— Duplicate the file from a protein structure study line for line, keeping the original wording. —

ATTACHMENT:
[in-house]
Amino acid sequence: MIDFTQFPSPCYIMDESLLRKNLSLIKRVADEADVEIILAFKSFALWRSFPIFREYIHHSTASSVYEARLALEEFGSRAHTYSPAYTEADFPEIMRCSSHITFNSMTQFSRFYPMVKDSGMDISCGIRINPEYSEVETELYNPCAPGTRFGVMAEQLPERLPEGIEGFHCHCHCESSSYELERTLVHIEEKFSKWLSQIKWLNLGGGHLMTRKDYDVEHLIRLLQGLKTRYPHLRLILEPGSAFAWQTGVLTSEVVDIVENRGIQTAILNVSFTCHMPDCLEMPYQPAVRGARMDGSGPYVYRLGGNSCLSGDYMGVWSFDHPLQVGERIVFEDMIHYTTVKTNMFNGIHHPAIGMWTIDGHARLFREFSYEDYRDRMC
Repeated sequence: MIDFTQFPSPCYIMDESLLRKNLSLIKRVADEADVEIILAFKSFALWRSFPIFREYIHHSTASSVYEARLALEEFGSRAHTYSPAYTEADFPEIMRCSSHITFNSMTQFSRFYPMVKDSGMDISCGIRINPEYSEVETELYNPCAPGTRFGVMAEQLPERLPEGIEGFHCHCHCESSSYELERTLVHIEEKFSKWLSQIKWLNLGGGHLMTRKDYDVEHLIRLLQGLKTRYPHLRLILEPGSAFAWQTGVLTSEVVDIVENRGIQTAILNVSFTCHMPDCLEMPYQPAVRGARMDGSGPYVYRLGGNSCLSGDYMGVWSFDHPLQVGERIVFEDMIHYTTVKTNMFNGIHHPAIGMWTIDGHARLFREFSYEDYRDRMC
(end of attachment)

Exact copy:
[in-house]
Amino acid sequence: MIDFTQFPSPCYIMDESLLRKNLSLIKRVADEADVEIILAFKSFALWRSFPIFREYIHHSTASSVYEARLALEEFGSRAHTYSPAYTEADFPEIMRCSSHITFNSMTQFSRFYPMVKDSGMDISCGIRINPEYSEVETELYNPCAPGTRFGVMAEQLPERLPEGIEGFHCHCHCESSSYELERTLVHIEEKFSKWLSQIKWLNLGGGHLMTRKDYDVEHLIRLLQGLKTRYPHLRLILEPGSAFAWQTGVLTSEVVDIVENRGIQTAILNVSFTCHMPDCLEMPYQPAVRGARMDGSGPYVYRLGGNSCLSGDYMGVWSFDHPLQVGERIVFEDMIHYTTVKTNMFNGIHHPAIGMWTIDGHARLFREFSYEDYRDRMC
Repeated sequence: MIDFTQFPSPCYIMDESLLRKNLSLIKRVADEADVEIILAFKSFALWRSFPIFREYIHHSTASSVYEARLALEEFGSRAHTYSPAYTEADFPEIMRCSSHITFNSMTQFSRFYPMVKDSGMDISCGIRINPEYSEVETELYNPCAPGTRFGVMAEQLPERLPEGIEGFHCHCHCESSSYELERTLVHIEEKFSKWLSQIKWLNLGGGHLMTRKDYDVEHLIRLLQGLKTRYPHLRLILEPGSAFAWQTGVLTSEVVDIVENRGIQTAILNVSFTCHMPDCLEMPYQPAVRGARMDGSGPYVYRLGGNSCLSGDYMGVWSFDHPLQVGERIVFEDMIHYTTVKTNMFNGIHHPAIGMWTIDGHARLFREFSYEDYRDRMC